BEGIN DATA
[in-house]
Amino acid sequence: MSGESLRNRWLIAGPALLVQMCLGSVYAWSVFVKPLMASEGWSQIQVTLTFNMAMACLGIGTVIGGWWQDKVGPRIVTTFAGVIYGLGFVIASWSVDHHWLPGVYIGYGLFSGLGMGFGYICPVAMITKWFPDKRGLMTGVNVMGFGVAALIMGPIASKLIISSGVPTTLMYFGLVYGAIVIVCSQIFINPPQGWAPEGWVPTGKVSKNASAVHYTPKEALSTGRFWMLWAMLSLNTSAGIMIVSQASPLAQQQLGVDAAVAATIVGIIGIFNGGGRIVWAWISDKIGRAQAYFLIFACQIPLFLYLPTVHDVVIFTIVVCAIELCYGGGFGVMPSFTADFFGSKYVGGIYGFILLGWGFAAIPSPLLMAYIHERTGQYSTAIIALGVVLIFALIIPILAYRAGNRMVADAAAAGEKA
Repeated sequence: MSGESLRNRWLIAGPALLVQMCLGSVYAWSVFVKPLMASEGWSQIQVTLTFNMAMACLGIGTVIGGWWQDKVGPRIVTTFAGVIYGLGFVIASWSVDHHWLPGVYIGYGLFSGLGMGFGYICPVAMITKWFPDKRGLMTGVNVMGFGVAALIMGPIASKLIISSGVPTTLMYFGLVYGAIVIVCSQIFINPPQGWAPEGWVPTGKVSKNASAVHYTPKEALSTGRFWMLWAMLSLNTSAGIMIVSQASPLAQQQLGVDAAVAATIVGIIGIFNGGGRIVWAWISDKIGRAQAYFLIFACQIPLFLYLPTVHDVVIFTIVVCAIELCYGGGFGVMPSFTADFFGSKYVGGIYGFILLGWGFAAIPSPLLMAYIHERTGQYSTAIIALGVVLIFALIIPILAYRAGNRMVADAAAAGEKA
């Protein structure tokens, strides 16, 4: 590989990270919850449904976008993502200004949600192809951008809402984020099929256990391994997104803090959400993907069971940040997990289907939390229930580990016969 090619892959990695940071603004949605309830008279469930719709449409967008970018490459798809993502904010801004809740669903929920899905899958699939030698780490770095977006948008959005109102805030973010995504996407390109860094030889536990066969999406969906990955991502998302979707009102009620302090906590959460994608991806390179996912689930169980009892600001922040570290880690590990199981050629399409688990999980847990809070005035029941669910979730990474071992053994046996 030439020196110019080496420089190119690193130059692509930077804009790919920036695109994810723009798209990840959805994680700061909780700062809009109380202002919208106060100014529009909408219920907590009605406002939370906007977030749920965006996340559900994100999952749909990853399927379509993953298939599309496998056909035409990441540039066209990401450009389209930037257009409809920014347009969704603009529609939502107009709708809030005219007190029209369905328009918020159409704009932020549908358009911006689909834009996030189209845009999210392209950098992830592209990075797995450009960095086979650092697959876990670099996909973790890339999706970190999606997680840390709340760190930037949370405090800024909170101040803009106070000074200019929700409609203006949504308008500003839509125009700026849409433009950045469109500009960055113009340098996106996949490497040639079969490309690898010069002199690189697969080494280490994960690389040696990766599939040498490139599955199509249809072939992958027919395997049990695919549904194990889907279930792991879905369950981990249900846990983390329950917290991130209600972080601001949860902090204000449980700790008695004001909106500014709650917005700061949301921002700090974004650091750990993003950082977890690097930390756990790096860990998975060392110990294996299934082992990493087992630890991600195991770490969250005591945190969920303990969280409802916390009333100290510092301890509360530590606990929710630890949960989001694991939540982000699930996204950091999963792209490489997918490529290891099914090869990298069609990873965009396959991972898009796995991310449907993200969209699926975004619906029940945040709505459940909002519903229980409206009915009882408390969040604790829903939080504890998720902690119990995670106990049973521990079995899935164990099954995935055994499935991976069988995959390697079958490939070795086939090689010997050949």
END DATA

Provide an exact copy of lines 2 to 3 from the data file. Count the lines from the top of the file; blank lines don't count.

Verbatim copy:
Amino acid sequence: MSGESLRNRWLIAGPALLVQMCLGSVYAWSVFVKPLMASEGWSQIQVTLTFNMAMACLGIGTVIGGWWQDKVGPRIVTTFAGVIYGLGFVIASWSVDHHWLPGVYIGYGLFSGLGMGFGYICPVAMITKWFPDKRGLMTGVNVMGFGVAALIMGPIASKLIISSGVPTTLMYFGLVYGAIVIVCSQIFINPPQGWAPEGWVPTGKVSKNASAVHYTPKEALSTGRFWMLWAMLSLNTSAGIMIVSQASPLAQQQLGVDAAVAATIVGIIGIFNGGGRIVWAWISDKIGRAQAYFLIFACQIPLFLYLPTVHDVVIFTIVVCAIELCYGGGFGVMPSFTADFFGSKYVGGIYGFILLGWGFAAIPSPLLMAYIHERTGQYSTAIIALGVVLIFALIIPILAYRAGNRMVADAAAAGEKA
Repeated sequence: MSGESLRNRWLIAGPALLVQMCLGSVYAWSVFVKPLMASEGWSQIQVTLTFNMAMACLGIGTVIGGWWQDKVGPRIVTTFAGVIYGLGFVIASWSVDHHWLPGVYIGYGLFSGLGMGFGYICPVAMITKWFPDKRGLMTGVNVMGFGVAALIMGPIASKLIISSGVPTTLMYFGLVYGAIVIVCSQIFINPPQGWAPEGWVPTGKVSKNASAVHYTPKEALSTGRFWMLWAMLSLNTSAGIMIVSQASPLAQQQLGVDAAVAATIVGIIGIFNGGGRIVWAWISDKIGRAQAYFLIFACQIPLFLYLPTVHDVVIFTIVVCAIELCYGGGFGVMPSFTADFFGSKYVGGIYGFILLGWGFAAIPSPLLMAYIHERTGQYSTAIIALGVVLIFALIIPILAYRAGNRMVADAAAAGEKA